On the anthropology side, Ursin put her skills to use by studying an immigrant community of Micronesians living in Corsicana, Texas. Along with her mentor, Dr. Juliana Flinn, professor of anthropology and gender studies, she has visited Corsicana on multiple occasions to meet with community leaders and longtime residents to learn about daily life in the community.


“I think one of the most interesting components of the research is how much the immigrants are working to preserve their culture while maintaining a deep connection by visiting the island, sending money back to relatives, and staying active in politics,” Ursin said. “They are really trying hard to preserve their culture and share their culture in Texas.”


The UA Little Rock Faculty Senate Honors and Awards Committee selects the Whitbeck scholar based on citizenship, scholarship, and leadership. Frank L. and Beverly Whitbeck established the award in memory of their son, Edward Lynn Whitbeck, who was a senior at Little Rock University, the predecessor of UA Little Rock, at the time of his death in 1965. Each scholar receives a personalized plaque and a monetary award and will lead the graduating students during the academic processional at spring graduation.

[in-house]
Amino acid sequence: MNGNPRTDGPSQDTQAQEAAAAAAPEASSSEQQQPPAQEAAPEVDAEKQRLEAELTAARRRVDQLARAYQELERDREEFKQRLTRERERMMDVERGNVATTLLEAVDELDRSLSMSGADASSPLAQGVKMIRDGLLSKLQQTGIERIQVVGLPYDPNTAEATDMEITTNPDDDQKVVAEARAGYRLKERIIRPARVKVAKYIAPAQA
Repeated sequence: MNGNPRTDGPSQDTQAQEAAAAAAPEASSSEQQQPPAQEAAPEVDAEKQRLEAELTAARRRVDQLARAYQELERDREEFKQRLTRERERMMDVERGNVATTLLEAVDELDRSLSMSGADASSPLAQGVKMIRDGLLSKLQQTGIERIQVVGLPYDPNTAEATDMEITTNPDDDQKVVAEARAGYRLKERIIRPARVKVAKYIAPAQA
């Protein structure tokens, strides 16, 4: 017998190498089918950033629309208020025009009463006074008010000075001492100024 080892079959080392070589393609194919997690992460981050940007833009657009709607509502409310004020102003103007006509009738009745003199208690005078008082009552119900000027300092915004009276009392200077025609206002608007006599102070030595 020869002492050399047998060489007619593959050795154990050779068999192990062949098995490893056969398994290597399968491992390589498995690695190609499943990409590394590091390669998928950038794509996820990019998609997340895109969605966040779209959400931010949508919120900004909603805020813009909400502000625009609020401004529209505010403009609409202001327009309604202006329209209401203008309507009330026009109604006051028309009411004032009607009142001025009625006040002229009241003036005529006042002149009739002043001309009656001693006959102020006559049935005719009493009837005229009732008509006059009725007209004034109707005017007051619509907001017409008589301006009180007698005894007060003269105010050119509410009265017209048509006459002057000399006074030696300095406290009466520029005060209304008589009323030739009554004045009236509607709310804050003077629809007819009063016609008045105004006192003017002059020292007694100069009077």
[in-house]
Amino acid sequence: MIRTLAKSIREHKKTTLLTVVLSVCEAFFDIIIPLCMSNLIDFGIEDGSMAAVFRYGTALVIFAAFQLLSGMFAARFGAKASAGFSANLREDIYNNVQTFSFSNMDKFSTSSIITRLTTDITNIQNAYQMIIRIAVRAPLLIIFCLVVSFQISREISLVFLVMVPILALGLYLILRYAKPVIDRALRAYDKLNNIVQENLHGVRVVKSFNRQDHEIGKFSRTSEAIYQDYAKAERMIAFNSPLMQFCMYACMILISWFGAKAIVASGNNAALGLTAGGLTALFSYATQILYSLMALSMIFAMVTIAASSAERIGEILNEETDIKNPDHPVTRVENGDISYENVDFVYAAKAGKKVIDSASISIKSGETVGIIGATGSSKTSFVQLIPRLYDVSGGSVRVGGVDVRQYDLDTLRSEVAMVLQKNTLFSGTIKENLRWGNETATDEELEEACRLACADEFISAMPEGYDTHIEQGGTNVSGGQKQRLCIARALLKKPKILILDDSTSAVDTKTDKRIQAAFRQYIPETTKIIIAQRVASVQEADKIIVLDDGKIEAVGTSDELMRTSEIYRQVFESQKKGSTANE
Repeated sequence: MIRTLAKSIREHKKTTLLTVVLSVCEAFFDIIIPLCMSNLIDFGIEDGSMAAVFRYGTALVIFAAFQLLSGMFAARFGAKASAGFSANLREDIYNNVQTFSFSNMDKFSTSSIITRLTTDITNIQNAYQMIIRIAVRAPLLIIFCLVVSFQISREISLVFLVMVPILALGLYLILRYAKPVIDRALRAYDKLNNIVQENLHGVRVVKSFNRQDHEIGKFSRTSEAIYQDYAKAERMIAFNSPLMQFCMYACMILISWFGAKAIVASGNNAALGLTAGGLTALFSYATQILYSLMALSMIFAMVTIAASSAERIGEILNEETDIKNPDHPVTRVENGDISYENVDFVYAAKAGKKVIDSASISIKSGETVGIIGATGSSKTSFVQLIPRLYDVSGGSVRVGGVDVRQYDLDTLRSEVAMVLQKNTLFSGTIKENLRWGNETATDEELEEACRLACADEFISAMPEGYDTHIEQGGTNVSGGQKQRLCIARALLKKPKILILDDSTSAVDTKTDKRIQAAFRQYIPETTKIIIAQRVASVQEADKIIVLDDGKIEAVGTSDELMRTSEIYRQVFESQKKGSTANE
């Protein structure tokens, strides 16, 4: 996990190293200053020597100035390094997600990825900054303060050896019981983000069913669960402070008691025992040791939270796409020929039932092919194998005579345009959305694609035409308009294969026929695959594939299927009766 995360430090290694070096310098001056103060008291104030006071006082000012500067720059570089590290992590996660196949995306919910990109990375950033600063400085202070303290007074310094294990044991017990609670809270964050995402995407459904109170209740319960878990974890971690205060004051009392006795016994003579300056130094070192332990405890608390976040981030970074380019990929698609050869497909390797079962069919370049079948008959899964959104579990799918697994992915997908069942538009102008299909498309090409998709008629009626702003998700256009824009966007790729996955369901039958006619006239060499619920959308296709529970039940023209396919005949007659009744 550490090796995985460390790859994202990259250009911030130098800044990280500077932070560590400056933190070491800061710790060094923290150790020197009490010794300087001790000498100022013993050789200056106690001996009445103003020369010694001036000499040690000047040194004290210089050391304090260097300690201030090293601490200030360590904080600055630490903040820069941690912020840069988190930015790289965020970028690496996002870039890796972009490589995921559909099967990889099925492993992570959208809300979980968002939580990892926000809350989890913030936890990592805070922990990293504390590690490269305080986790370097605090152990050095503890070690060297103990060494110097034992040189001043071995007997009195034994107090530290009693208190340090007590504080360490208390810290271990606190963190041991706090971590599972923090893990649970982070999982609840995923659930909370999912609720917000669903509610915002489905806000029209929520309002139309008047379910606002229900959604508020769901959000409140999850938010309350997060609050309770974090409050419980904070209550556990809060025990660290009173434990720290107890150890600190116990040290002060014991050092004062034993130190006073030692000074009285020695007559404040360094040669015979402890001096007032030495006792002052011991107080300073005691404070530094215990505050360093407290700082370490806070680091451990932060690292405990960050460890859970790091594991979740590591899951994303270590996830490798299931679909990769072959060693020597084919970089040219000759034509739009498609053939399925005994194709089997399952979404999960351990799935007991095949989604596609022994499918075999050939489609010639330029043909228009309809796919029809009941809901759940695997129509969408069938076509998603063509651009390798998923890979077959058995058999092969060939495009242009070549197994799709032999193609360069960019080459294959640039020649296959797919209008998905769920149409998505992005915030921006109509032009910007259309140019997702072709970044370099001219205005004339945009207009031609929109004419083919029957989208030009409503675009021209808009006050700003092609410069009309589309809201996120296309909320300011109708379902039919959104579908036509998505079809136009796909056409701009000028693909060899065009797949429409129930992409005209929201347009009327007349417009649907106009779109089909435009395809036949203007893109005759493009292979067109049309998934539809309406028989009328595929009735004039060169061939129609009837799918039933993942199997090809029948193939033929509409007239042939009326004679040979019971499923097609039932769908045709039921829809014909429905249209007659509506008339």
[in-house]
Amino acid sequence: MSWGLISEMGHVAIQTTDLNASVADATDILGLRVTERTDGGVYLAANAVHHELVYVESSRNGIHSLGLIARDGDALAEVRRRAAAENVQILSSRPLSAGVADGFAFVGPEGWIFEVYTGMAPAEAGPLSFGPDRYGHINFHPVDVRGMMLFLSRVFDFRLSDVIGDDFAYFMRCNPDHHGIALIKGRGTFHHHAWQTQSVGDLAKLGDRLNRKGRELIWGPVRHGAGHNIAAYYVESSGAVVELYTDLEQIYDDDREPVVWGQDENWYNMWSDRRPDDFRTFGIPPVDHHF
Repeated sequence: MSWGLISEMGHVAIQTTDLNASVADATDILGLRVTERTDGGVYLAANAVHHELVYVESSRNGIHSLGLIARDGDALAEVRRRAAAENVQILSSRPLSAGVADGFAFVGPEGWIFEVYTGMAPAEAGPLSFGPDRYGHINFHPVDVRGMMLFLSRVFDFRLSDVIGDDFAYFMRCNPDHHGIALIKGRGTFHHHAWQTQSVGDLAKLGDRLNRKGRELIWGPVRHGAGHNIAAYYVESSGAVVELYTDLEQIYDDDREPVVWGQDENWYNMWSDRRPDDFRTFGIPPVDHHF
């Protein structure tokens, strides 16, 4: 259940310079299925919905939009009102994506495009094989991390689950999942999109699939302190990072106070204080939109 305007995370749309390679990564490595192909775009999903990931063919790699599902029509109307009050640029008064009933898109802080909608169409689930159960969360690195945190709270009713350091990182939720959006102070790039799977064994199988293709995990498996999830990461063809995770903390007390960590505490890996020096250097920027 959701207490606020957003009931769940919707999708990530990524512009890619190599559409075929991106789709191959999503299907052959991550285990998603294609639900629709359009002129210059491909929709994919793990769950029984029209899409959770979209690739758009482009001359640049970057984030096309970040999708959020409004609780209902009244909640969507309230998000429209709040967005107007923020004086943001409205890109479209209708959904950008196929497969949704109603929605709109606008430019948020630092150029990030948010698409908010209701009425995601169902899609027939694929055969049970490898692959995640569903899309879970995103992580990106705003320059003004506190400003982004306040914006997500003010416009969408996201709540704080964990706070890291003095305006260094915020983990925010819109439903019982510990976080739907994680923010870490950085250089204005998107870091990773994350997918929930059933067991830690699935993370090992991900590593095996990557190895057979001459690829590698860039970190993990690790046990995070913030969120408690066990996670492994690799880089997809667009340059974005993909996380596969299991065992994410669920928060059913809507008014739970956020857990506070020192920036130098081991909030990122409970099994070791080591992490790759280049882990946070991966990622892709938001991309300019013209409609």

Source: UA Little Rock Communications 




On May 10, 2019, at the Clinton Presidential Center in downtown Little Rock, the UA Little Rock Alumni Association and the UA Little Rock Foundation Fund Board celebrated their 2019 distinguished alumni award recipients. As pictured above, the recipients are as follows from right to left: Distinguished Alumnus, Little Rock Mayor Frank Scott, Jr., ‘09; Edward L. Whitbeck Memorial Award, Nicole Ursin, ‘19; and Presidents Award, Loris Fullerton, ‘74. Read more about the recipients on page 13. (Photos by Becca Bona)